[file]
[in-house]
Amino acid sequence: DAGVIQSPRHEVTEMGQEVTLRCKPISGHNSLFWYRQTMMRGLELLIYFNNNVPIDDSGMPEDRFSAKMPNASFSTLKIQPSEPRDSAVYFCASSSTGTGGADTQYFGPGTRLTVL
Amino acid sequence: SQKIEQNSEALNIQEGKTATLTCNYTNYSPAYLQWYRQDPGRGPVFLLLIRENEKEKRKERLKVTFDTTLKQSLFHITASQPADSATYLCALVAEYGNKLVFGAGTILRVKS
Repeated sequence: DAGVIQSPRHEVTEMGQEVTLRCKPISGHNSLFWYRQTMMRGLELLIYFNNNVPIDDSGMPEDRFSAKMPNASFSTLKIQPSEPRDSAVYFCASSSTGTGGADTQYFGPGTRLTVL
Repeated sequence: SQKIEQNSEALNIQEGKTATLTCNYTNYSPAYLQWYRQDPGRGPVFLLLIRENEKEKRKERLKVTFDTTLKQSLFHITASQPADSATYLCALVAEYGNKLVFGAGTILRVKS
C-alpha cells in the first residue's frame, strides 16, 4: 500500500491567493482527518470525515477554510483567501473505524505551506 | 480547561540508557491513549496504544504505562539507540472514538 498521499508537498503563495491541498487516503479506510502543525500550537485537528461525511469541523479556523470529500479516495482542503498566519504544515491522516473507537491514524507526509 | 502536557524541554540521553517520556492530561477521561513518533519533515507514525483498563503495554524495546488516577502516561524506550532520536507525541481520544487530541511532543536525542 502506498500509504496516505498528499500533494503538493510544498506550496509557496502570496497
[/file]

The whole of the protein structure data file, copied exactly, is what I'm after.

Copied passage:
[in-house]
Amino acid sequence: DAGVIQSPRHEVTEMGQEVTLRCKPISGHNSLFWYRQTMMRGLELLIYFNNNVPIDDSGMPEDRFSAKMPNASFSTLKIQPSEPRDSAVYFCASSSTGTGGADTQYFGPGTRLTVL
Amino acid sequence: SQKIEQNSEALNIQEGKTATLTCNYTNYSPAYLQWYRQDPGRGPVFLLLIRENEKEKRKERLKVTFDTTLKQSLFHITASQPADSATYLCALVAEYGNKLVFGAGTILRVKS
Repeated sequence: DAGVIQSPRHEVTEMGQEVTLRCKPISGHNSLFWYRQTMMRGLELLIYFNNNVPIDDSGMPEDRFSAKMPNASFSTLKIQPSEPRDSAVYFCASSSTGTGGADTQYFGPGTRLTVL
Repeated sequence: SQKIEQNSEALNIQEGKTATLTCNYTNYSPAYLQWYRQDPGRGPVFLLLIRENEKEKRKERLKVTFDTTLKQSLFHITASQPADSATYLCALVAEYGNKLVFGAGTILRVKS
C-alpha cells in the first residue's frame, strides 16, 4: 500500500491567493482527518470525515477554510483567501473505524505551506 | 480547561540508557491513549496504544504505562539507540472514538 498521499508537498503563495491541498487516503479506510502543525500550537485537528461525511469541523479556523470529500479516495482542503498566519504544515491522516473507537491514524507526509 | 502536557524541554540521553517520556492530561477521561513518533519533515507514525483498563503495554524495546488516577502516561524506550532520536507525541481520544487530541511532543536525542 502506498500509504496516505498528499500533494503538493510544498506550496509557496502570496497